Brosius: There are owners out there who would rather lose games and guarantee money in their pockets than spend money that is available. It is my understanding that certain teams–the Expos for example–were spending less on players than they were receiving in revenue sharing. They were taking the money and putting it in their pockets. That seems to go against the idea of revenue sharing.
OBC: What is the feeling between superstars who make far above the league average and those players who are just happy to get a cup of coffee?
Brosius: As far as players are concerned, money is not as big an issue as people think. There are always exceptions, but most take the attitude that if they do their job, then the money will take care of itself.
OBC: Are players just “regular guys”? How are they different (apart from their physical talents) from the rest of society?
Brosius: Players are no different from anyone else. Most have a level head on their shoulders, but some don’t. It’s that way everywhere in society, but you only hear about the ones making trouble.
OBC: You could live anywhere, but you have obviously chosen to stay in Oregon, where you grew up. What’s special about Oregon?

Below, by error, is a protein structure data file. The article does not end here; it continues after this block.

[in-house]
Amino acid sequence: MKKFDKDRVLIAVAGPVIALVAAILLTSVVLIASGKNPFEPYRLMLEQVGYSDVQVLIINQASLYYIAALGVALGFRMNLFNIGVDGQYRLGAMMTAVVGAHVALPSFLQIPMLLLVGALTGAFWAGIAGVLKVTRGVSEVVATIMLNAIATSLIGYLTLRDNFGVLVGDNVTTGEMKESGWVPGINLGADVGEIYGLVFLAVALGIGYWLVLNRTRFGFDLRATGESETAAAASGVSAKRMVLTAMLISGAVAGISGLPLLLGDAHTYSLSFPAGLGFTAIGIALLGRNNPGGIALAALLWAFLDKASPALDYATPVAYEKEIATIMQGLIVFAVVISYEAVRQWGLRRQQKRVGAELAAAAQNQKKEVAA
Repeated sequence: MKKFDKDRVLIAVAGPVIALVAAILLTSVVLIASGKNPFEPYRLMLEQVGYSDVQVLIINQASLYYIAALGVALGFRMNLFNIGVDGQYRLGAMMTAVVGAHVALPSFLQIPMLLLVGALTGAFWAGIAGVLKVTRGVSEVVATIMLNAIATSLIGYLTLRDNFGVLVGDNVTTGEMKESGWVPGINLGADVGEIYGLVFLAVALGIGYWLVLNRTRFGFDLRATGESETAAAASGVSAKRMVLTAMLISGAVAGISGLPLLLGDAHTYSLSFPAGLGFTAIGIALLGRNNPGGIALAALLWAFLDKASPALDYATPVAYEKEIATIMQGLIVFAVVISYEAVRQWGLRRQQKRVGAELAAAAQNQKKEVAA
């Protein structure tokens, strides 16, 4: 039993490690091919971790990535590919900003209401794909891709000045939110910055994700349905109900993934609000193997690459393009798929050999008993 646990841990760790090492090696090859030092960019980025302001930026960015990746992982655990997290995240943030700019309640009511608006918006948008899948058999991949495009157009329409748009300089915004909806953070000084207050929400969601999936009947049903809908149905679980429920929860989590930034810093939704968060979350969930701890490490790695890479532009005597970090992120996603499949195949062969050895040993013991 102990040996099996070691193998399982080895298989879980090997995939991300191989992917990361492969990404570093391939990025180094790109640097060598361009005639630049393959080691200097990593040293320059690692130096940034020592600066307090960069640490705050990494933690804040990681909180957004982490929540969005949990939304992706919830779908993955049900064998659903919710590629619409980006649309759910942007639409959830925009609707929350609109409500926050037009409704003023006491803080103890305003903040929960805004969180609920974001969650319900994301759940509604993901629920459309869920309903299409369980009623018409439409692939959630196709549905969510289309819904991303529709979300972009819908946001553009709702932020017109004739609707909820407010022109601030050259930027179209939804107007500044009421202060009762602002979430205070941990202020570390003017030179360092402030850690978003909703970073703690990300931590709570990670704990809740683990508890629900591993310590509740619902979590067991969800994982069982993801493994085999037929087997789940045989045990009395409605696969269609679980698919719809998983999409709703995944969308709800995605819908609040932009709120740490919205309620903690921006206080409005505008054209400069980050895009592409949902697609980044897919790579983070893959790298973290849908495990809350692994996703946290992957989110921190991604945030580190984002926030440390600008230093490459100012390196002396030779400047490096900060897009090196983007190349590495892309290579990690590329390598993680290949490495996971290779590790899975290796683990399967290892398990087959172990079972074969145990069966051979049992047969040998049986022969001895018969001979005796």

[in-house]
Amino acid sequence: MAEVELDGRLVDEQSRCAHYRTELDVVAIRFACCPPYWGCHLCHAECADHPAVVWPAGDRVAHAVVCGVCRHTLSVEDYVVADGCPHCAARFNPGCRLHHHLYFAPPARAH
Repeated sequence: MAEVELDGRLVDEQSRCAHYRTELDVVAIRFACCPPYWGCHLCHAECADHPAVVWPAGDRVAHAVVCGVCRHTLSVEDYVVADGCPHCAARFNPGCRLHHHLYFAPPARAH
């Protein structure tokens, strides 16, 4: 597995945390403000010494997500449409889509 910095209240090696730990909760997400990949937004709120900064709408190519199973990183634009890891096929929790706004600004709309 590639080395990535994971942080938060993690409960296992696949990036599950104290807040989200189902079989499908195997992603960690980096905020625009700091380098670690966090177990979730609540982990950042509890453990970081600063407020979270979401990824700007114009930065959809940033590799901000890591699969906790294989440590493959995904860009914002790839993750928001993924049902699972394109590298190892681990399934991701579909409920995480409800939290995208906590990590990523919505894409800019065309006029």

Brosius: The main reason I choose to live in Oregon is because it is where I grew up and it is where my family and friends live. I could live anywhere, but it would not be enjoyable without the people I love around me.
OBC: Did you ever talk about the state to teammates?
Brosius: I always talk up Oregon to the other players. We only went as close as Seattle, but when we got off the plane there, I would tell the guys to take a breath because they were finally getting clean air!
OBC: Have you ever invited them “home” or shown them around the state? What was their impression of Oregon before they came and what about afterward?
Brosius: Only one player ever came with me to McMinnville, and I got the feeling he enjoyed the area. But being from Southern California, the pace was a little slow for him.
OBC: You pick up your cellphone to call your wife to tell her you’ll be home late, but you somehow join a party line with Bud Selig and a couple other owners instead. Bud mistakes you for someone else and asks you, “Well, Carl, which league should we put Portland in–National or American?” What do you tell him and why? Which league do you think would be best, not only for the city and state, but for the region as a whole?
Brosius: I guess if Portland where to get a team, it would make more sense for it to be one from the National League, but I don’t think anyone would complain if an American League team came to Portland! I think we would be thrilled to get any team.